Written evidence submitted by South and West Yorkshire Resettlement Consortium
The South and West Yorkshire Resettlement Consortium was established with support from the Youth Justice Board in 2014. Initially resources allowed the Consortium to commission services to support those leave custody and to fund a full-time co-ordinator post and two Link Officers based in Wetherby YOI. YJB funding was withdrawn in 2016, but the Youth Offending Teams in South and West Yorkshire agreed to keep funding a part-time co-ordinator post. In November 2019 the Consortium was awarded YJB Pathfinder status for its work on Constructive Resettlement which included additional resources to support the development of work to progress the ‘Identity Shift’ model.
With Wetherby YOI and Adel Beck SCH located in West Yorkshire the South and West Yorkshire YOTs can largely get to the YOI within an hour’s drive. This geographical location is hugely beneficial to the ability of the partners to work together to support the resettlement of young people. The Consortium has strong support from a wide range of stakeholders, including: Police and Crime Commissioners; Secure Estate; Youth Offending Teams; Police; Probation; DWP; the Youth Justice Board and NHS England. The University of Bedfordshire became an academic partner in early 2017. Beyond Youth Custody, a national resettlement research programme was heavily involved in the Consortiums work until the end of the programme in March 2018. The Consortium has a Strategic Group and there are regular Operational Group meetings.
Strengths of the Consortium approach in South and West Yorkshire
The Consortium has a range of strengths, including:
The notice of inquiry identified that the Education Committee “is interested in how school exclusion policy impacts on youth custody and how alternative provision settings support young people who experience challenges in education and learning.” Therefore this response focusses on the impact of school exclusion or lack of appropriate provision at the time of sentence which results in the young person being NEET and in particular responds to questions;
b. What data exist to demonstrate the effectiveness of education and training in prisons and on prisoner attainment, and what international comparisons are available?
Cohort Analysis - The South and West Yorkshire Resettlement Consortium has been collecting data on young people placed in custody since November 2014. The tracker has served two main purposes. Firstly, it has been a record of who is in custody, to support the targeting of resources. Secondly, it has provided a local picture of young people in custody. Five years of data has been analysed considering nearly 500 young people in the cohort. We are now in the process of collating six years’ worth of data and have a solid foundation to consider the characteristics of our custody cohort and respond accordingly to the evidence base. Collating such data was a national recommendation of the Youth Custody Improvement Board (recommendation 5a). However this is not standard practice across the Country https://assets.publishing.service.gov.uk/government/uploads/system/uploads/attachment_data/file/594448/findings-and-recommendations-of-the-ycib.pdf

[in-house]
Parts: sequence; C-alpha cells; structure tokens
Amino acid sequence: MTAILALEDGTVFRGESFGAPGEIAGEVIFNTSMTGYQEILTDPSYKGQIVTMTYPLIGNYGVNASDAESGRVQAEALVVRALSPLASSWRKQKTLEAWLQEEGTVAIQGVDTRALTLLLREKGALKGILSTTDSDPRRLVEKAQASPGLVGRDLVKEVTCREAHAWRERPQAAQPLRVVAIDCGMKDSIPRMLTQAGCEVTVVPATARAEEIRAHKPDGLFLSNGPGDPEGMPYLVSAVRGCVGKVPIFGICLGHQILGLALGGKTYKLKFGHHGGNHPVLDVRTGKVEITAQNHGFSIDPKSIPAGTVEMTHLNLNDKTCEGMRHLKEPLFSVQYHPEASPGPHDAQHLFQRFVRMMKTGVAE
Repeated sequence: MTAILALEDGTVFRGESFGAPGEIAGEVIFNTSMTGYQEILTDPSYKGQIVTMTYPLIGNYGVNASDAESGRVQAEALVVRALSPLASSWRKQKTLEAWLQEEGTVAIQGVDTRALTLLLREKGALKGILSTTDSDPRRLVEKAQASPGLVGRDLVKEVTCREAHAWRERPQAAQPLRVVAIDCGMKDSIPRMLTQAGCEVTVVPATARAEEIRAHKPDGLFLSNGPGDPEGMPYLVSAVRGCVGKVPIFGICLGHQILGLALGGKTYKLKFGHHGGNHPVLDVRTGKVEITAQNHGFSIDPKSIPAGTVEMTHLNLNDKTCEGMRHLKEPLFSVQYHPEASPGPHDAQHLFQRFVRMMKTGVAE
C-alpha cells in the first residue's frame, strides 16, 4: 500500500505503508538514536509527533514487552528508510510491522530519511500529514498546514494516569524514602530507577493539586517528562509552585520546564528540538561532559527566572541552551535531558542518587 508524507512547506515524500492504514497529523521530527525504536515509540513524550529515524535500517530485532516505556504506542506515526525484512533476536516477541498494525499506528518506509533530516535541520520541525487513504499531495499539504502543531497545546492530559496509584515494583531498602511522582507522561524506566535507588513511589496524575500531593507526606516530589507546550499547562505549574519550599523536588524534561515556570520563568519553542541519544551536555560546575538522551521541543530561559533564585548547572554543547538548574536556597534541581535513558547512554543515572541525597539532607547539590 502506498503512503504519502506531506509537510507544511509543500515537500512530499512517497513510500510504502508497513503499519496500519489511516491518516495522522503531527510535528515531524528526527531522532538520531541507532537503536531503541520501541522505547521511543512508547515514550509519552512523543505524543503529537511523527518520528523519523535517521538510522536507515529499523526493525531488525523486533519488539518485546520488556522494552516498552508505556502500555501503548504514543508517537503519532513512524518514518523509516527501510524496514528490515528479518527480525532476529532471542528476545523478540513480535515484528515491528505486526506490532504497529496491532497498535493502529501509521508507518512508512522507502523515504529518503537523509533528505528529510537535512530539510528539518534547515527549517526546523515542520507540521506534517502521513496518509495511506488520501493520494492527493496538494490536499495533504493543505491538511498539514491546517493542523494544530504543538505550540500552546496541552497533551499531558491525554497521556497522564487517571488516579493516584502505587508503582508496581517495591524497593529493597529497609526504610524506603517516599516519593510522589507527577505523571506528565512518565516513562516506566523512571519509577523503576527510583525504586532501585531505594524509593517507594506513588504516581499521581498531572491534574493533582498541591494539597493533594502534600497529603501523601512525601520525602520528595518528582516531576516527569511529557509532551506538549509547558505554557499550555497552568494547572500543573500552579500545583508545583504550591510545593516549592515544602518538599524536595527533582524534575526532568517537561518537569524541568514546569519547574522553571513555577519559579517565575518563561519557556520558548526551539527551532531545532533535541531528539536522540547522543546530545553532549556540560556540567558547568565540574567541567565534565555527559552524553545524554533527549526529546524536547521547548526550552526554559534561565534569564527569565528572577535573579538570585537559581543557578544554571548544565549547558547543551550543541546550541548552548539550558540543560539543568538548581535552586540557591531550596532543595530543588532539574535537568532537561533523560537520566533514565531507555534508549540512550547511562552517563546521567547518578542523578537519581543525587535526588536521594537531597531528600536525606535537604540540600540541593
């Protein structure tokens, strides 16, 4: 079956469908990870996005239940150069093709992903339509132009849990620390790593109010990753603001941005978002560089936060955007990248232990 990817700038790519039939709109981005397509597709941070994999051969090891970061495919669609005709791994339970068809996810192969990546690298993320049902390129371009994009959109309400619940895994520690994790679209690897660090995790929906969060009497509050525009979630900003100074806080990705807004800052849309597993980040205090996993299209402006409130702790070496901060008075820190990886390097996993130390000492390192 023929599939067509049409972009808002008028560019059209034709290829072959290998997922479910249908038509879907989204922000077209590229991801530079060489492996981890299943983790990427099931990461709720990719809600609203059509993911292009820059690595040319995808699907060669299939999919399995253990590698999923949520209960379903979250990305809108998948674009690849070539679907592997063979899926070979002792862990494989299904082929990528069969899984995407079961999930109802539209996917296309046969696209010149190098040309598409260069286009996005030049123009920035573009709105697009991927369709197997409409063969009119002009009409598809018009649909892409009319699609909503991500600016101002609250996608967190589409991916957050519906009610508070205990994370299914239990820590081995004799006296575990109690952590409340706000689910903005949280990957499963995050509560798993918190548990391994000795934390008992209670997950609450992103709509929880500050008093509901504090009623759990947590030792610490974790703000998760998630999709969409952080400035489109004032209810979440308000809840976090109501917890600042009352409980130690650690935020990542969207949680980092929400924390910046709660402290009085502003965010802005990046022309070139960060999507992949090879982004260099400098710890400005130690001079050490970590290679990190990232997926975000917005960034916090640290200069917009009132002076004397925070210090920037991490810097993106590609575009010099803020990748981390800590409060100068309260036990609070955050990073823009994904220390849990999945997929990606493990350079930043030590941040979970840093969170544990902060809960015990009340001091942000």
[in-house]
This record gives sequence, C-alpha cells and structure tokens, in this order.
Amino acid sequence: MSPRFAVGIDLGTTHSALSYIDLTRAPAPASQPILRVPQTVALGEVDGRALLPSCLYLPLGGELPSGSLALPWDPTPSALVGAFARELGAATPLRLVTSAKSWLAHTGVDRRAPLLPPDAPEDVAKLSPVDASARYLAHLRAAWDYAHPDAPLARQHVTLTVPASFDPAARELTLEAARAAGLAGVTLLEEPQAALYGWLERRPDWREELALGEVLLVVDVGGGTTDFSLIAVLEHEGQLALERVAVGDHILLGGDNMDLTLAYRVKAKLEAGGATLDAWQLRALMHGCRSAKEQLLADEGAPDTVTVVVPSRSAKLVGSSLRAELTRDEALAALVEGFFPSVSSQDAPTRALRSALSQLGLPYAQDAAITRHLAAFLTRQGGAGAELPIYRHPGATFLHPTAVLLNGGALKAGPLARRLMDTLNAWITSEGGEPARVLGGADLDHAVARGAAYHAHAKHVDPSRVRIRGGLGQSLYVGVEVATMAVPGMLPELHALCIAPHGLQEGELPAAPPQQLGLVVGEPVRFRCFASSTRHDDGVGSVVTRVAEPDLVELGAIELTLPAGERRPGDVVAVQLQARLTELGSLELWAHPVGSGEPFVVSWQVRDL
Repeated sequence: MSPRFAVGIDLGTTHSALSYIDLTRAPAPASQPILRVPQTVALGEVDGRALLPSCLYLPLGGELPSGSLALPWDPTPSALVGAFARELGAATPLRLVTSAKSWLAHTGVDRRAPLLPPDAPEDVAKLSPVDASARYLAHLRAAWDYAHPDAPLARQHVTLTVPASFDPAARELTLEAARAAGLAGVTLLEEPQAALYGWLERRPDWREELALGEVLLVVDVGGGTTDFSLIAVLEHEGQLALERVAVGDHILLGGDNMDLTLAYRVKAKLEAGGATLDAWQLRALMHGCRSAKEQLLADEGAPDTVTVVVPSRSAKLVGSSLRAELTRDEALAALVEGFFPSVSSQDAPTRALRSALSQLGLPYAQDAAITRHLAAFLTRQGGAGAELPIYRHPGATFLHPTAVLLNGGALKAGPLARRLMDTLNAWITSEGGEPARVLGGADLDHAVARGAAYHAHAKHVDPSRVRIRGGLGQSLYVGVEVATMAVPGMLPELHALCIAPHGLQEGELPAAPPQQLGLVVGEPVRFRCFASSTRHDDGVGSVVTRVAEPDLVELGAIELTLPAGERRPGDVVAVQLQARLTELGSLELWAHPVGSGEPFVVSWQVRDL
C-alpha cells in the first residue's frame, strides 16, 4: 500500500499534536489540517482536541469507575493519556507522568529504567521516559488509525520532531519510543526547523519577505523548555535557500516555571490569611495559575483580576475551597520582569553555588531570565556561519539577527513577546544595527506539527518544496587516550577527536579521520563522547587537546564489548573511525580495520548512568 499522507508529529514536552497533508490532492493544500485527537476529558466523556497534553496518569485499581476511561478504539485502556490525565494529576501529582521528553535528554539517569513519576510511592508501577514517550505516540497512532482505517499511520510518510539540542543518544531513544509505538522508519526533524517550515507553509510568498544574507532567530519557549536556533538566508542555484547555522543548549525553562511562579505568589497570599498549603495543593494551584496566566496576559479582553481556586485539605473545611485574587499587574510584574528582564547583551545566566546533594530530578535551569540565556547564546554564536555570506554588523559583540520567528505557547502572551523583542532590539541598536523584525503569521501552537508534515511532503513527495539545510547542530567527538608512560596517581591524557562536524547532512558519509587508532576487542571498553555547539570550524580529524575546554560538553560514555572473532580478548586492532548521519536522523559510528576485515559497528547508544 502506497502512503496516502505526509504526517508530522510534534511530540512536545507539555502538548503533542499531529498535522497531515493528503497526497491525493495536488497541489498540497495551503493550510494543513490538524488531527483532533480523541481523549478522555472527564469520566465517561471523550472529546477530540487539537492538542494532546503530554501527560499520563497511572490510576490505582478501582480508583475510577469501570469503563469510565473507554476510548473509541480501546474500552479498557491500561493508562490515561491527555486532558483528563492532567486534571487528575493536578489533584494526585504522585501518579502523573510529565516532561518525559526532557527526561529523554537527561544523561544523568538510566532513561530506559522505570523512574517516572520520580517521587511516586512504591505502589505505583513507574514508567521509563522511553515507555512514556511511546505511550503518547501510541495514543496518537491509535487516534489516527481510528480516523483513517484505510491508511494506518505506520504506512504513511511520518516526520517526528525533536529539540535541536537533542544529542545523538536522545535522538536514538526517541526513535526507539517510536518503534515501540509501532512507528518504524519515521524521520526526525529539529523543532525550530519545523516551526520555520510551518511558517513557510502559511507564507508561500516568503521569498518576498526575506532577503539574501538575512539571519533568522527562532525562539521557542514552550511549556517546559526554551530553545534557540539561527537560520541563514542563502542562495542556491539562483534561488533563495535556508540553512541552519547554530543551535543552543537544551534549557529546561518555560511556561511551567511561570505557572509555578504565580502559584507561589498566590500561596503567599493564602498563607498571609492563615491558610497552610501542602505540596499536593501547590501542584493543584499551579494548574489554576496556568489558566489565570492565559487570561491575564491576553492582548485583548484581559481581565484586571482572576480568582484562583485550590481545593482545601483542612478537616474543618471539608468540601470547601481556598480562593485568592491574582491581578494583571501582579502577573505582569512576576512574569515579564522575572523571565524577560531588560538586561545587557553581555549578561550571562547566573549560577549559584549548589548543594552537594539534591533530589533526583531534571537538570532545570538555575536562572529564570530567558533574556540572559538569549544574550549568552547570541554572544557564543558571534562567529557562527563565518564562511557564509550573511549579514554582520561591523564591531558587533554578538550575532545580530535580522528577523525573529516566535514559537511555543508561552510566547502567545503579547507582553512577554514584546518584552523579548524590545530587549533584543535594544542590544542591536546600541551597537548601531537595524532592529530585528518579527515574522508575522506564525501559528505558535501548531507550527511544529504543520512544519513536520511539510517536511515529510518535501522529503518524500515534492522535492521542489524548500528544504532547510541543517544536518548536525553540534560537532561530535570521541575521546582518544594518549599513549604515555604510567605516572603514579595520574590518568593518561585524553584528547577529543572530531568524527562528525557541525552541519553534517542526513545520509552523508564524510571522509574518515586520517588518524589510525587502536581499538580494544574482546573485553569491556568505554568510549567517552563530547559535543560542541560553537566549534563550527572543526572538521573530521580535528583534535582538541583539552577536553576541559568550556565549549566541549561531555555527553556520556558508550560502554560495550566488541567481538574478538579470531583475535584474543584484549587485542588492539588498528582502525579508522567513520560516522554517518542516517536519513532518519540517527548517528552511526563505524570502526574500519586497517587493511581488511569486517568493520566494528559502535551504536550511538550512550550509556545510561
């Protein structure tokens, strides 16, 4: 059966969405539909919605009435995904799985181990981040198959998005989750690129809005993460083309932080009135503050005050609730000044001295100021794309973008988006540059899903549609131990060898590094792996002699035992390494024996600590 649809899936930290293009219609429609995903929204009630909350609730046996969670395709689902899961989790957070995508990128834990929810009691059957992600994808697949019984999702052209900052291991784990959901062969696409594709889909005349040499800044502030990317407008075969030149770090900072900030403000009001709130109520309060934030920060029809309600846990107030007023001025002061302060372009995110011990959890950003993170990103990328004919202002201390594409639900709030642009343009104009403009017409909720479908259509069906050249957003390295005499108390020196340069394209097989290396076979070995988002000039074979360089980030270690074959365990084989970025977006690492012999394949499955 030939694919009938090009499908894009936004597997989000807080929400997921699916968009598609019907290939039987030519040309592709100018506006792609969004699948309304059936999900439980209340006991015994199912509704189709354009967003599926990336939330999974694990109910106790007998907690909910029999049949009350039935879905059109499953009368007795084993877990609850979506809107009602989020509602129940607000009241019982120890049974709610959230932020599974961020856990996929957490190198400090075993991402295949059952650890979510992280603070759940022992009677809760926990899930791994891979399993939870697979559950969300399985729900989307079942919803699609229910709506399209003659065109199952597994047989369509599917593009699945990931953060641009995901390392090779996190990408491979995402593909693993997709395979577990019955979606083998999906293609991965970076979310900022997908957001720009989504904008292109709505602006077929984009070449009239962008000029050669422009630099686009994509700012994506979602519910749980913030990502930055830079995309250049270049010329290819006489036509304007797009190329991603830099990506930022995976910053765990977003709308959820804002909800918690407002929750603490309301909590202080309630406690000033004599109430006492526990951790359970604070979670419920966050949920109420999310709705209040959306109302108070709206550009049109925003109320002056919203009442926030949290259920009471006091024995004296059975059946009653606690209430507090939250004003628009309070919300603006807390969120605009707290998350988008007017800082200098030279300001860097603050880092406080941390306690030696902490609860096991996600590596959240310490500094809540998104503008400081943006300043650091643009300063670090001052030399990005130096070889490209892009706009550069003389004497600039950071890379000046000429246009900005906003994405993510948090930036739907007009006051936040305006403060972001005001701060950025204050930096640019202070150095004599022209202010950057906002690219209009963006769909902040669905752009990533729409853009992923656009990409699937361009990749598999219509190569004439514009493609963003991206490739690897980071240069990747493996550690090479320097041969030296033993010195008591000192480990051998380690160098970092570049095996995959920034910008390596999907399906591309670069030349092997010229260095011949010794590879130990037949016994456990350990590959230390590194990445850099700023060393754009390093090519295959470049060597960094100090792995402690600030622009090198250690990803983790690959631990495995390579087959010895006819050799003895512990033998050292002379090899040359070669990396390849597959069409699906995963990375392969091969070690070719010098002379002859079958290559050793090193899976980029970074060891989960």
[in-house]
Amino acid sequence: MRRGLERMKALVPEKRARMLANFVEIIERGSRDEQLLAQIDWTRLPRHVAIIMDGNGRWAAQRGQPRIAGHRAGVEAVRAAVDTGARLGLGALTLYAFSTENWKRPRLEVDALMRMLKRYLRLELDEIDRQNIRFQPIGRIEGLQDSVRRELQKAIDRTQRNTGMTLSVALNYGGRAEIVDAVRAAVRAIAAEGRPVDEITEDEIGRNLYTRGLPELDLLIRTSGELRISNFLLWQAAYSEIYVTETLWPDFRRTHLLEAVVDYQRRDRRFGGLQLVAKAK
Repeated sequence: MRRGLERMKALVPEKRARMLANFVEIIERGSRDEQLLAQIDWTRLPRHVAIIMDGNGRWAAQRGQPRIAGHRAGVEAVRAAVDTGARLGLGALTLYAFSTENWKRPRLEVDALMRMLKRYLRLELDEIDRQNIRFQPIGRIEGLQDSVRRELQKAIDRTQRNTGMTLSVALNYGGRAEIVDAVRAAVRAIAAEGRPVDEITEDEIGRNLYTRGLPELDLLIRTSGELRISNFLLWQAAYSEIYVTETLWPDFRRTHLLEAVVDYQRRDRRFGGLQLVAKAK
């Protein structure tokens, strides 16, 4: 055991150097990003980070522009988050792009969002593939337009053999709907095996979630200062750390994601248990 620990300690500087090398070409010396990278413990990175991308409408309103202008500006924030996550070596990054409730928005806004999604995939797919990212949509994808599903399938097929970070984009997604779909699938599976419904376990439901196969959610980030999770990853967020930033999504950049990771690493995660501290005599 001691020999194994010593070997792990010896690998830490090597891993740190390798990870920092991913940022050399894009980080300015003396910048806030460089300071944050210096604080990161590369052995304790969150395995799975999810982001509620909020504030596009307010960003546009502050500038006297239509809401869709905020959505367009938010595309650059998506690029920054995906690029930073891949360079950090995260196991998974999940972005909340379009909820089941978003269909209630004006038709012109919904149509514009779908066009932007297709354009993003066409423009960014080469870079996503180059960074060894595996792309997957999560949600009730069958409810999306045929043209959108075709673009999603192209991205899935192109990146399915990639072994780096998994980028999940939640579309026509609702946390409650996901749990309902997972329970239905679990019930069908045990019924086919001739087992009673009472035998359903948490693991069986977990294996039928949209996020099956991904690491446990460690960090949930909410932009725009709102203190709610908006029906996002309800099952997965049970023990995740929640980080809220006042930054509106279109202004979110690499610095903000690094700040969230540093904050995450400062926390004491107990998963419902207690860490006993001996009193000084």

The information below is an extract from the most recent data analysis report which covers the period 1st November, 2014 to 31st October, 2019 (A similar report is now being completed covering the period up to 31st October, 2020 and will be available in March 2021).
Figure 1 (below) shows that 41% of young people where education provision had been noted were NEET (Not in Education, Employment or Training) prior to custody.
This increased on release to over half of young people but by sentence end the proportion of NEET young people had reduced to 44.68%.
Figure 1: ETE provision
Employment figures remained relatively stable with 16 young people in employment prior to custody and 18 at sentence end, though the proportion has increased due to the smaller numbers whose whereabouts have been recorded.
The tracker data now shows that all young people sentenced to custody from South and West Yorkshire receive education whilst in custody.
Of particular note to the inquiry is that the proportion of young people who were NEET prior to custody has increased in the years since the cohort was measured, with 39% of young people NEET prior to custody in year 1 up to 50% in year 5 as identified in the table below (figure 2).
Figure 2: ETE provision prior to custody by year
c. How well are additional learning needs met by the prison education and youth custody systems, including SEND and language and communication needs?